The Bass Line A majority of the harmony in classical music included a walking bass line, which consisted of bass notes moving mostly by step in an even, regular rhythm. Another bass type used in this time was Alberti bass, where a harmonic chord was broken up by rapid rhythms to keep the texture light and lively.
Genres in Classical Music Many genres continued into the Classical Era from the Baroque, but they had a much different sound, and many were organized differently. The main genres of the Classical Era were: – Opera – Symphony – String Quartet – Sonata Concertos were still in existence, but their principle didn’t change
Classical Opera During the Baroque, Opera was the genre of music that ruled the era. Toward the end of the Baroque, however, some criticized it as being artificial from its subjects and plot to the costumes and sets. This was due in part to the upper class controlling these things and the middle and lower classes wanting it to be more accessible. They wanted it to be more simple and deal with real people in real situations. The result of this was comic opera.
Comic Opera This new genre featured simpler music, down-to- earth characters, and an amusing plot instead of the serious, sometimes dreary plots of the Baroque Greek Tragedies. In Italy, the genre was known as Opera Buffa. In France it was called Opera Comique, and in Germany it was known as Singspiel. Most of the dialogue was spoken, not sung, but there were still arias throughout the production.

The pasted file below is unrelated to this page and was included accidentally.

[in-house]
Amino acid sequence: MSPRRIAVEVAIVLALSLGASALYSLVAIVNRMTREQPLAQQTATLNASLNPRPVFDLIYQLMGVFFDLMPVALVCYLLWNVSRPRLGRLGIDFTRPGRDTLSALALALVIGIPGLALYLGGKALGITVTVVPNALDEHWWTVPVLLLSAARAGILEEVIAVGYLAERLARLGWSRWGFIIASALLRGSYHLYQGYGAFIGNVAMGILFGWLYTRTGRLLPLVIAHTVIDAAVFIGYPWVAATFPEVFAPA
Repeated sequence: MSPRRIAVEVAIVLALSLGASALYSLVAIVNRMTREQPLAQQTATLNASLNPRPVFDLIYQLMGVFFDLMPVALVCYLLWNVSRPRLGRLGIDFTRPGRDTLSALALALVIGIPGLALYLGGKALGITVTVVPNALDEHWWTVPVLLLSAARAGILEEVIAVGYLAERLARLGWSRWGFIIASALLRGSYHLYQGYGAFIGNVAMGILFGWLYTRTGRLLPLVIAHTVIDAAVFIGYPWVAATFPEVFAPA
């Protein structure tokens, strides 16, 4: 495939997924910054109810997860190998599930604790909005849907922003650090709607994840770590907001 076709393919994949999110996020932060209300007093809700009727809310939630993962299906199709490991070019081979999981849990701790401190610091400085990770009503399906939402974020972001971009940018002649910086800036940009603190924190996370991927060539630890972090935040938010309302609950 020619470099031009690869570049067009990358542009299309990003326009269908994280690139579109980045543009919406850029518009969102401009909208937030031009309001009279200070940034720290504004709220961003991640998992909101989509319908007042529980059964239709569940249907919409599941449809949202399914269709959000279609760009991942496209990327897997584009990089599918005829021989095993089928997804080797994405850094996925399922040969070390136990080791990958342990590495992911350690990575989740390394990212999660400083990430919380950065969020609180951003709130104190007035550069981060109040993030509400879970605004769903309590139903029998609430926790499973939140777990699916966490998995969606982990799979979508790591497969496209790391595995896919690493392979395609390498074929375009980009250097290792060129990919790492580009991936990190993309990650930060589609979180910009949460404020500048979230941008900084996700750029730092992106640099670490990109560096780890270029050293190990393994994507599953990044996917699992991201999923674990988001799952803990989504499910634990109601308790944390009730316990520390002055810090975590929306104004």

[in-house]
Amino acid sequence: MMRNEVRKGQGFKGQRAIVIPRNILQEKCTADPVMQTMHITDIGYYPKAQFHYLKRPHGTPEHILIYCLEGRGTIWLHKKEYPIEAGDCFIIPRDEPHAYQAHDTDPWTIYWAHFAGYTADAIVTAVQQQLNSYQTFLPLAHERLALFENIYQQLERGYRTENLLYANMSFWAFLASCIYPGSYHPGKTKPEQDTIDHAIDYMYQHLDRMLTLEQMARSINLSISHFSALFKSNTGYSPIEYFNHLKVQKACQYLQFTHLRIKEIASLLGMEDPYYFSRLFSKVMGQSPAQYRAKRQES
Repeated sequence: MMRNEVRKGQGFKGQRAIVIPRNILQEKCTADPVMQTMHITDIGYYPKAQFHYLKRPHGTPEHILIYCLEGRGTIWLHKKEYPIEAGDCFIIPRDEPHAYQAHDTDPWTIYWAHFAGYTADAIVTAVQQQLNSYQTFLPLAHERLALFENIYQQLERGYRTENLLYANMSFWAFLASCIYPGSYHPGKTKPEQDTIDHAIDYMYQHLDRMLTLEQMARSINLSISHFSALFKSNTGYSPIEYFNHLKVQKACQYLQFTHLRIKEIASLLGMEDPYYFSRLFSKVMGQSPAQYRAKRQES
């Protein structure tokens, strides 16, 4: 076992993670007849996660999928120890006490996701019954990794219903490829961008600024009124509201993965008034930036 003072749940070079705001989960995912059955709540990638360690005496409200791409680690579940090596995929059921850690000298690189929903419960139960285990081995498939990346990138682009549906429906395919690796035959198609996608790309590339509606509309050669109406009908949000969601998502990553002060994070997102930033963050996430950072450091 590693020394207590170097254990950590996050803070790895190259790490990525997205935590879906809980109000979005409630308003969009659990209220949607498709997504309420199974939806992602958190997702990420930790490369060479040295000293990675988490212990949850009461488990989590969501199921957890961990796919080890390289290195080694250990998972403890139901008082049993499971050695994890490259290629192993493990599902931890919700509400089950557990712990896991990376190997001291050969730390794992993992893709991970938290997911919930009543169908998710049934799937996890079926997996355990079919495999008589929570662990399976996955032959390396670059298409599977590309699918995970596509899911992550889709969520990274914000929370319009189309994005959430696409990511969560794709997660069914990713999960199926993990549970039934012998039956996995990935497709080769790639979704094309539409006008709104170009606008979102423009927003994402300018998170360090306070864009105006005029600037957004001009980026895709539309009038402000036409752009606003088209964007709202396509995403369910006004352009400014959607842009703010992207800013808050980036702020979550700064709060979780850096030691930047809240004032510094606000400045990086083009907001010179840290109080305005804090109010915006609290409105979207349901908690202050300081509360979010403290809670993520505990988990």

La Serva Padrona One of the most famous early comic operas was an Italian Opera Buffa titled La Serva Padrona. It is about a servant girl who tricks her master, a rich old bachelor, into marrying her. It mimics class barriers being crossed and the upper class in general 23:28 deoId=NsUeywPFEgQ deoId=NsUeywPFEgQ
Franz Joseph Haydn Born in a small village in Austria One of 12 children in his family. Music-making was very popular in his home, and Haydn showed great promise. At the age of 8 he was accepted as a choir boy into the St. Stephen’s Cathedral in Vienna. He sang here until he was 18 years old.
While at St. Stephen’s Cathedral, he learned to play the harpsichord and the violin For the next 10 years after he left St. Stephen’s, he gave lessons and played in a local orchestra. He also lived in a small apartment building, where other very influential musicians lived and helped him gain contacts.
The Esterhazy Estate In 1761, Haydn was hired as assistant music director to the household of Prine Paul Anton Esterhazy. The prince had a multitude of servants, including 12 orchestra members. While working at the Esterhazy Estate, he was responsible for composing music quickly on demand, supervising and rehearsing the other musicians, and caring for the instruments.